Hiring the Right Sponsorship Team
By Paula Beadle
Are you considering making a change in your sponsorship sales management or adding a new team member in the coming year? I recently facilitated a round table discussion at the International Association of Fairs and Expositions (IAFE) conference on the pros and cons of managing sponsorship efforts with internal staff members vs. hiring an external agency. Before you decide on an inside or outside approach, give some thought to these questions to help determine your current needs and scope of work:
1. Do you have a sponsorship plan?
A sponsorship plan sets revenue goals for the coming year, identifies target sponsors and highlights the path to reach these goals. Whether an employee or a hired consultant takes on the plan development, it’s completion must be part of the process. Establishing clear expectations and a measurement for success is critical to your efforts.
2. Are the goals and expectations clear?
Are the goals of the organization around sponsorship clear to everyone? Have the expectations of the sponsorship department been clearly communicated?
3. Do you have enough resources?
Sponsorship sales is a team sport, not an individual one. Don’t count on the sponsorship manager to handle every step in the sales process and execute every sponsorship program. You need to provide resources to support a robust effort that will require the involvement of other departments.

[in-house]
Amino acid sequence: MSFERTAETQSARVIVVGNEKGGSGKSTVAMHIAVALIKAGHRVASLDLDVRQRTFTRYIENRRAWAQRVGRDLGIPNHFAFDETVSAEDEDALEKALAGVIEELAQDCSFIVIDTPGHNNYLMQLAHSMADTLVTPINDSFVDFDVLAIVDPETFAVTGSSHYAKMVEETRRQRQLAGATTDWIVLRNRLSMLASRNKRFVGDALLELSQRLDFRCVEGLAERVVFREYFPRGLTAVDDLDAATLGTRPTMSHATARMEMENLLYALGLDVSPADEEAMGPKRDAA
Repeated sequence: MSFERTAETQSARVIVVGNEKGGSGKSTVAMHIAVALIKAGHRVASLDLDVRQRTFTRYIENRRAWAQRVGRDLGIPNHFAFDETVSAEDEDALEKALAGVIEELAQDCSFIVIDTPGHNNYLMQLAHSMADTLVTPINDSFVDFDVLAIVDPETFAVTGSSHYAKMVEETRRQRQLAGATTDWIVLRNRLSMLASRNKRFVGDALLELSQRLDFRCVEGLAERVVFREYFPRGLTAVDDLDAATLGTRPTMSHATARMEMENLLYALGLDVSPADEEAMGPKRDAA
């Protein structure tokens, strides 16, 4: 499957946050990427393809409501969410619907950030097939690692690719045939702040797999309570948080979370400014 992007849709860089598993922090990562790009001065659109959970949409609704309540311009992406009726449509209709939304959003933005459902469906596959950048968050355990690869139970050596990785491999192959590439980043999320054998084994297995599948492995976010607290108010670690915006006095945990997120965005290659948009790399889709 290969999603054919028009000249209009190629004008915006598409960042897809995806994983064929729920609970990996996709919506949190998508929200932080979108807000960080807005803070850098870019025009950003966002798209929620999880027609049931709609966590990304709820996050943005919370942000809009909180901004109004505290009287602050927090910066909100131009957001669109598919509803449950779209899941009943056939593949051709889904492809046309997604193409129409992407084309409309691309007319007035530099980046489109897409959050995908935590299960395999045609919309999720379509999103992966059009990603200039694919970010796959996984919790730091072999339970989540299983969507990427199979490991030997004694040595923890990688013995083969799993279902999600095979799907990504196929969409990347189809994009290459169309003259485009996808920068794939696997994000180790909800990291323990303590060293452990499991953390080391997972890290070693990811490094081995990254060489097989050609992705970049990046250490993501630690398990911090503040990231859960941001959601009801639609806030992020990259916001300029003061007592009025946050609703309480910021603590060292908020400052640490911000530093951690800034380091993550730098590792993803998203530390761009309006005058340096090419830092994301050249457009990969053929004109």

4. Is there unwavering internal support?
Don’t make the mistake of launching a sponsorship sales initiative and then be unwilling to provide the assets or resources needed. If you want to see an effort unravel, veto an agreement that’s been negotiated or don’t deliver what was promised. The leadership team must be fully onboard before setting sail to direct the teams support.
5. Are the assets valuable and plentiful?
The first step is to identify the assets available and the potential value to a partner. Also be certain you are willing to provide those assets to sponsors. If you are unsure, stop and reconsider the initiative.
6. Is sponsorship currently meeting your objectives?
Are you partnering with the right sponsors, increasing revenue and developing programs that meet your long-term business objectives? Sponsorship programs should support an overall business strategy beyond just sponsorship.
7. Are you maximizing the opportunity?
Sponsorship programs are multifaceted and often complex. Are you providing value to your sponsors at a fair market value?
8. Are your current sponsors happy?
If the attrition rate is beyond 25 percent, or sponsors are expressing disappointment, it may be time to make a change. Job no. 1 is to understand the concerns so you can assess the experience and skill level needed.
9. Is your revenue increasing?
Given the landscape of sponsorship spending nationally, if your year-over-year sponsorship revenue isn’t on the rise, that should be a red flag that you may not have the right team.
10. Do you have best practices and a sales process in place?